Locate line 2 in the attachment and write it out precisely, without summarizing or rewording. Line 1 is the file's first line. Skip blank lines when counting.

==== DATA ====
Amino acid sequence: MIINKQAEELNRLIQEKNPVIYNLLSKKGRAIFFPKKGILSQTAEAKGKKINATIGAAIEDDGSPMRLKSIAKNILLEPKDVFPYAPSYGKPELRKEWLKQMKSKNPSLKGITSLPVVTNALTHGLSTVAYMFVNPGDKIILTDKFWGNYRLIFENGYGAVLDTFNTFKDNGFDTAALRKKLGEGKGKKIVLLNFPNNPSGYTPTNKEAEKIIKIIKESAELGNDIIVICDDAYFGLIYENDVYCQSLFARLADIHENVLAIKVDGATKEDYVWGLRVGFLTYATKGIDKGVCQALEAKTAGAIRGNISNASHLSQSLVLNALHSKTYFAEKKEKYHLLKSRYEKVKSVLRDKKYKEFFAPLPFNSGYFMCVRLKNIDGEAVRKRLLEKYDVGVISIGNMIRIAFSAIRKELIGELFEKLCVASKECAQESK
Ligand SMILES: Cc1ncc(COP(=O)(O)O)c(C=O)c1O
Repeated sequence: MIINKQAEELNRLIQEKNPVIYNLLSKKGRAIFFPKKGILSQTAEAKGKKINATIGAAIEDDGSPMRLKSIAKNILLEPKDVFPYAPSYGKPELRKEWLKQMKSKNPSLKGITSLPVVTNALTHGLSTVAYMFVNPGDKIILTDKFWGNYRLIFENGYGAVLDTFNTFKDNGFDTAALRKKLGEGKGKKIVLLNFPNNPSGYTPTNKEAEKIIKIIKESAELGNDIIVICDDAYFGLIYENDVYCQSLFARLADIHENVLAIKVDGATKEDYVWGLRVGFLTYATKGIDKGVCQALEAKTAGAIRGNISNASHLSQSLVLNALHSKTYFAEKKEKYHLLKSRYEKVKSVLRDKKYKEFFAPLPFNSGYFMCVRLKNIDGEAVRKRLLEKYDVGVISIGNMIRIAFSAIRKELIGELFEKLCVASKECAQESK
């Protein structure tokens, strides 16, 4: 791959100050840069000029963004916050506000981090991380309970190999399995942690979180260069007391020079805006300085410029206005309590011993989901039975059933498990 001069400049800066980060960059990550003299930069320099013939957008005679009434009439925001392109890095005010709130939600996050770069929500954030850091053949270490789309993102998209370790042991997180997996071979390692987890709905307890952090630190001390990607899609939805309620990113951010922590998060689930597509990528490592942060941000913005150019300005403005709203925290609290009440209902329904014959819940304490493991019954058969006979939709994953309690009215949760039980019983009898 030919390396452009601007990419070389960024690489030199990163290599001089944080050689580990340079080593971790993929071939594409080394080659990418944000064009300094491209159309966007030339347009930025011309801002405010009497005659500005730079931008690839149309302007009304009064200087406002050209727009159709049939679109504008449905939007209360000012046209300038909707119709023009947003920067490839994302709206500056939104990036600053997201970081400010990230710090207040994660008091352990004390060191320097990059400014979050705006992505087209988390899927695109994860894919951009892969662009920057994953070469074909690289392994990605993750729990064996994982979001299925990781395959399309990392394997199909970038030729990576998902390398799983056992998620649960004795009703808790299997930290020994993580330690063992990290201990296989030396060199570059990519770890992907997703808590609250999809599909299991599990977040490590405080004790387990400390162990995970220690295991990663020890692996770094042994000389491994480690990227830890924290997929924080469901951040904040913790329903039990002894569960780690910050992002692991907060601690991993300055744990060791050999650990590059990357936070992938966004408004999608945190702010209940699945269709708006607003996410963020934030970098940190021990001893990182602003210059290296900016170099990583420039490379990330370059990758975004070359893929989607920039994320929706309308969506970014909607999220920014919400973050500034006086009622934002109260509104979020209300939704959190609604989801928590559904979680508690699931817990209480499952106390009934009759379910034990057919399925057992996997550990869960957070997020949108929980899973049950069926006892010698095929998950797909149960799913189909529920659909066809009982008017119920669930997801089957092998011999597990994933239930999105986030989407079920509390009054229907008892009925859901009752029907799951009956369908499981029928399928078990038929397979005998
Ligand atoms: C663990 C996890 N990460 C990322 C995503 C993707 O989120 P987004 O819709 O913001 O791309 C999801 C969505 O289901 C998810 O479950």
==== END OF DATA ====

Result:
Ligand SMILES: Cc1ncc(COP(=O)(O)O)c(C=O)c1O